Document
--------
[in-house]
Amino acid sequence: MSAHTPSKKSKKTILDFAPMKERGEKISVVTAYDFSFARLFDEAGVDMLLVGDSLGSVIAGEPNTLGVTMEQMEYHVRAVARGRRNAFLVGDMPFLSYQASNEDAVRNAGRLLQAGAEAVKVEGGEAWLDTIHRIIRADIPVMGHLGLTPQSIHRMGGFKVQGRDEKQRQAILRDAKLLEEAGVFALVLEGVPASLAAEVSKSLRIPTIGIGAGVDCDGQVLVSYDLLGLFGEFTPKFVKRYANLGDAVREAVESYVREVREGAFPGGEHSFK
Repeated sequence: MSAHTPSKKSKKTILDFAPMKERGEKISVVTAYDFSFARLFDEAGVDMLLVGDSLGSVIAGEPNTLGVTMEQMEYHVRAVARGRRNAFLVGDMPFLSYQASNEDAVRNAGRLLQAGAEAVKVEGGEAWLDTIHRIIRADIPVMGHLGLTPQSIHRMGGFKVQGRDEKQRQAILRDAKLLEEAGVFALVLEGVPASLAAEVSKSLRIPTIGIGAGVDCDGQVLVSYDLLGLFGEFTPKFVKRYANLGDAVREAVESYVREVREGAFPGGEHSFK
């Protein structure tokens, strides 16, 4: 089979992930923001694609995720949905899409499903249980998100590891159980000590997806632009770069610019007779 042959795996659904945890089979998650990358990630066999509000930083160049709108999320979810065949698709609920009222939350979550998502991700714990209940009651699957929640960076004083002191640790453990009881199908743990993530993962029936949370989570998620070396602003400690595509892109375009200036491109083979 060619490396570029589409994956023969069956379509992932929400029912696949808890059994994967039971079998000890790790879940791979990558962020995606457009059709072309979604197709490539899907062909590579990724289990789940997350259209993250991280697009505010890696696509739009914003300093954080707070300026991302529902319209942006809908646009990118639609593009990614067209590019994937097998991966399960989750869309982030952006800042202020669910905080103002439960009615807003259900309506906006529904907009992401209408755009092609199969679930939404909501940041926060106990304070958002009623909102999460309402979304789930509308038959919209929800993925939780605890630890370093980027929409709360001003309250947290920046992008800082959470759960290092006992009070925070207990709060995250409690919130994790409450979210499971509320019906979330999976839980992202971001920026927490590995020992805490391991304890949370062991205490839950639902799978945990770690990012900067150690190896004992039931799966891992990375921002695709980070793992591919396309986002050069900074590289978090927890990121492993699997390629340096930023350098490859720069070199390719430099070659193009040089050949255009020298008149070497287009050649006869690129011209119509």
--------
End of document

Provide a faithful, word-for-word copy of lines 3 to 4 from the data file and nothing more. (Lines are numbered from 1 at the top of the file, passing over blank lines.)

Repeated sequence: MSAHTPSKKSKKTILDFAPMKERGEKISVVTAYDFSFARLFDEAGVDMLLVGDSLGSVIAGEPNTLGVTMEQMEYHVRAVARGRRNAFLVGDMPFLSYQASNEDAVRNAGRLLQAGAEAVKVEGGEAWLDTIHRIIRADIPVMGHLGLTPQSIHRMGGFKVQGRDEKQRQAILRDAKLLEEAGVFALVLEGVPASLAAEVSKSLRIPTIGIGAGVDCDGQVLVSYDLLGLFGEFTPKFVKRYANLGDAVREAVESYVREVREGAFPGGEHSFK
């Protein structure tokens, strides 16, 4: 089979992930923001694609995720949905899409499903249980998100590891159980000590997806632009770069610019007779 042959795996659904945890089979998650990358990630066999509000930083160049709108999320979810065949698709609920009222939350979550998502991700714990209940009651699957929640960076004083002191640790453990009881199908743990993530993962029936949370989570998620070396602003400690595509892109375009200036491109083979 060619490396570029589409994956023969069956379509992932929400029912696949808890059994994967039971079998000890790790879940791979990558962020995606457009059709072309979604197709490539899907062909590579990724289990789940997350259209993250991280697009505010890696696509739009914003300093954080707070300026991302529902319209942006809908646009990118639609593009990614067209590019994937097998991966399960989750869309982030952006800042202020669910905080103002439960009615807003259900309506906006529904907009992401209408755009092609199969679930939404909501940041926060106990304070958002009623909102999460309402979304789930509308038959919209929800993925939780605890630890370093980027929409709360001003309250947290920046992008800082959470759960290092006992009070925070207990709060995250409690919130994790409450979210499971509320019906979330999976839980992202971001920026927490590995020992805490391991304890949370062991205490839950639902799978945990770690990012900067150690190896004992039931799966891992990375921002695709980070793992591919396309986002050069900074590289978090927890990121492993699997390629340096930023350098490859720069070199390719430099070659193009040089050949255009020298008149070497287009050649006869690129011209119509």